Annual Peter Landin Semantics Seminar: Rationalism v Hardware, Prof Richard Bornat, 2 December 2013, 6pm, London
BCS FACS - Annual Peter Landin Semantics Seminar: Rationalism v Hardware
Venue: BCS, First Floor, The Davidson Building, 5 Southampton Street, London, WC2E 7HA | Maps
Cost to attend: Free of charge, but, please book your place via the BCS online booking system.
Book Online: https://events.bcs.org/book/832/
Peter Landin (1930 - 2009) was a pioneer whose ideas underpin modern computing. In the the 1950s and 1960s, Landin showed that programs could be defined in terms of mathematical functions, translated into functional expressions in the lambda calculus, and their meaning calculated with an abstract mathematical machine. Compiler writers and designers of modern-day programming languages alike owe much to Landin's pioneering work.
Each year, a leading figure in computer science will pay tribute to Landin's contribution to computing through a public seminar. This year's seminar is entitled "Rationalism versus hardware" and will be delivered by Professor Richard Bornat (Middlesex University).
Welcome & Introduction
Peter Landin Semantics Seminar
Rationalism v Hardware - Professor Richard Bornat (Middlesex University)
Peter Landin's great contribution was to show that programming could be abstracted from hardware and made the subject of mathematical study. That work was fundamentally rationalist: his thesis was that unless programming fits the lambda calculus, we could never understand it. But empiricism cannot be defeated, and hardware inevitably pricked rationalist complacency with fixed size integers, array overflow, null dereference and lots, lots more.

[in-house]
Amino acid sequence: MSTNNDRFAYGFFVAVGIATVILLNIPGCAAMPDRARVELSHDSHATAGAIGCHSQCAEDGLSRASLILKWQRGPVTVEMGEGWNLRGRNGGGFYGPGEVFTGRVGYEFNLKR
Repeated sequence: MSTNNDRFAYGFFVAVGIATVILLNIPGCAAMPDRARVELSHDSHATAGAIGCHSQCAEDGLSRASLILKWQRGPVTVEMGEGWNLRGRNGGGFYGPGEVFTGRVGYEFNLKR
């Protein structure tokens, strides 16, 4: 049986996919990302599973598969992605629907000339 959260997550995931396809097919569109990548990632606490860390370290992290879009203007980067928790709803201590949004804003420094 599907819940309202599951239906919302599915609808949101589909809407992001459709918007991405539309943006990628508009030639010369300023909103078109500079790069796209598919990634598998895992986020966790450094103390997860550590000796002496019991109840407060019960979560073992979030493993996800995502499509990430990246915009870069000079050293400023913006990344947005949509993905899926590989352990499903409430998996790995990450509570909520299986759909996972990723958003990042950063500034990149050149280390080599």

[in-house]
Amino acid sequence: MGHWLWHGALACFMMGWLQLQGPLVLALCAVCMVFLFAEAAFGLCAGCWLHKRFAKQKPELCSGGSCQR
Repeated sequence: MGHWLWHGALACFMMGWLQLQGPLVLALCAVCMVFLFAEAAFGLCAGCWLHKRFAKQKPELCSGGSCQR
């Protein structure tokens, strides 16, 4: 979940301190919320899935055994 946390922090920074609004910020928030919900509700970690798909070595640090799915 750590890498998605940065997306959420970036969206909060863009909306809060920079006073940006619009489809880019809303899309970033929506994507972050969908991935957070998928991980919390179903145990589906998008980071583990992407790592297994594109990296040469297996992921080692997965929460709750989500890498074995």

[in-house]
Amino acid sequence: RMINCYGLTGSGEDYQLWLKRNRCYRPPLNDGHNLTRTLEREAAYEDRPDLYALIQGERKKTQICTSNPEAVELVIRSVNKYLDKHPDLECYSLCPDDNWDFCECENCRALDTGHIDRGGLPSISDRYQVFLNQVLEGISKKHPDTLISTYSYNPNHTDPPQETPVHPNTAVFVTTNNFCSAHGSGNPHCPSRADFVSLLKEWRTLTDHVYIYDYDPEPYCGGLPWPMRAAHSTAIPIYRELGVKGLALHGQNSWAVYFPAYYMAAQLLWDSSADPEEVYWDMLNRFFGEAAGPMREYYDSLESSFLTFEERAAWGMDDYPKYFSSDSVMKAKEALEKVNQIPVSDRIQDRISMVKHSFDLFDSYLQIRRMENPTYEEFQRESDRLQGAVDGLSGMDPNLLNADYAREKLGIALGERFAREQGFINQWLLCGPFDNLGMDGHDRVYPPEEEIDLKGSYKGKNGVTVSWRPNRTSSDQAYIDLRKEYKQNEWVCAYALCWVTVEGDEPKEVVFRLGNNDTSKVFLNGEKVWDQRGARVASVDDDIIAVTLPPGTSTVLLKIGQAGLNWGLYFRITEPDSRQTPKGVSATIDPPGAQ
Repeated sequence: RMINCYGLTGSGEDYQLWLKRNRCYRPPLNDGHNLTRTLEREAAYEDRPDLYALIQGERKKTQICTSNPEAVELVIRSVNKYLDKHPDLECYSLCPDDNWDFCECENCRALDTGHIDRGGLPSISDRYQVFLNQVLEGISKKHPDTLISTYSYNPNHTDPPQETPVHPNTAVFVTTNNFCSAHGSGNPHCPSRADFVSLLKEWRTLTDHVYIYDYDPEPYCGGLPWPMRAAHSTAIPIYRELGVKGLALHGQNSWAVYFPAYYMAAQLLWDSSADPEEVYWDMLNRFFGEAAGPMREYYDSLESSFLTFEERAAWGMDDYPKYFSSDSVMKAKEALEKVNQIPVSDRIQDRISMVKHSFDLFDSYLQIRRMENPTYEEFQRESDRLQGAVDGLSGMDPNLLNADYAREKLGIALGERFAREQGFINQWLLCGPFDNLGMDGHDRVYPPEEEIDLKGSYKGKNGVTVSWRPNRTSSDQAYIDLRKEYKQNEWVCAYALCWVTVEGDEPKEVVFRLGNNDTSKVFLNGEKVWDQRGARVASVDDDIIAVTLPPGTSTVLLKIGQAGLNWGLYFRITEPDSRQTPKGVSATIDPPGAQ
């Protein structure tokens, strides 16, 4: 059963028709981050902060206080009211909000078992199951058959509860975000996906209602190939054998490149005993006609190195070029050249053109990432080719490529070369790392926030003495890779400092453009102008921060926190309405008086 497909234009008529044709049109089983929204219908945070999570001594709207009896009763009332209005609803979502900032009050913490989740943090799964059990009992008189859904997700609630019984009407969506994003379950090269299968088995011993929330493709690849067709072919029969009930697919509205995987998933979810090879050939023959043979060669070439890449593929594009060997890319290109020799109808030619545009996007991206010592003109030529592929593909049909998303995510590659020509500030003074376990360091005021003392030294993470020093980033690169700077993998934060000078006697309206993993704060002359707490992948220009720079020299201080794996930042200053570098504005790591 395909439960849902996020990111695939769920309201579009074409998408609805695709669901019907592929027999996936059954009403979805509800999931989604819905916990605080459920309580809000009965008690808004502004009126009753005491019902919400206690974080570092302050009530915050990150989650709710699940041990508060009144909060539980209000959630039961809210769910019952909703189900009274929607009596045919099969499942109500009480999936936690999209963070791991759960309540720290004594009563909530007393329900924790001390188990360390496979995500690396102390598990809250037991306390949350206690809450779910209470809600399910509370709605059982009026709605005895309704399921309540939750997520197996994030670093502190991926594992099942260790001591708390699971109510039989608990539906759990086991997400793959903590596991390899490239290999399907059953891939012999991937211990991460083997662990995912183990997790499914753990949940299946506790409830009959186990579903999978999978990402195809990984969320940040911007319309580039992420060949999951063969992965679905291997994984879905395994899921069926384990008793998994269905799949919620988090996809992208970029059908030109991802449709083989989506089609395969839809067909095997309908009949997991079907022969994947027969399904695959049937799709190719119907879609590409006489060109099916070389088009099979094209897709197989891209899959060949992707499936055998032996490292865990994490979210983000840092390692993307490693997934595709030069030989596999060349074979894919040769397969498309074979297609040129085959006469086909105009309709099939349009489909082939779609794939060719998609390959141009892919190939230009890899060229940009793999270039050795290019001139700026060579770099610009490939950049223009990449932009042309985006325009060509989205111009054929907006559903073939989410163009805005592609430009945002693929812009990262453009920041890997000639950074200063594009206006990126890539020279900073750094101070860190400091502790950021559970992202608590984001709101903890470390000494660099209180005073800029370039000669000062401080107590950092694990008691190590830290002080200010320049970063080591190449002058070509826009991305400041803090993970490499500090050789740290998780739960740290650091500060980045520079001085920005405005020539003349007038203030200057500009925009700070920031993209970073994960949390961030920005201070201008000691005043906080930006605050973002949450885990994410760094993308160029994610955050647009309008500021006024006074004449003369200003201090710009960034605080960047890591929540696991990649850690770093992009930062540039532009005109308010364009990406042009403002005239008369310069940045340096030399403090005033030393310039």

Now the primacy of the rationalist approach has been challenged afresh with the rise of multiprocessors. In the pursuit of speed, execution is no longer sequential and memory is no longer simply shared. A multicore processor is a distributed system, and different designers make different arbitrary choices in an attempt to make their systems programmable. The risks are obvious, and the remedy isn't clear.
Rationalists are fighting back, and we already have rational models of hardware that cover the range of modern processors. But we are far from winning, and the attempt to define C and C++ as hardware-independent concurrent languages seems to be flawed.
This talk will survey the state of the battle - trying not to frighten you too much - and will include a presentation of my own attempt to produce a program logic for multiprocessor concurrency (joint work with Jade Alglave, Peter O'Hearn and Matthew Parkinson). Although Peter Landin didn't approve of program logic, I hope he would have approved our attempts to lift programming once again above the level of what he always called `instrumentation'.
Active forum topics
New forum topics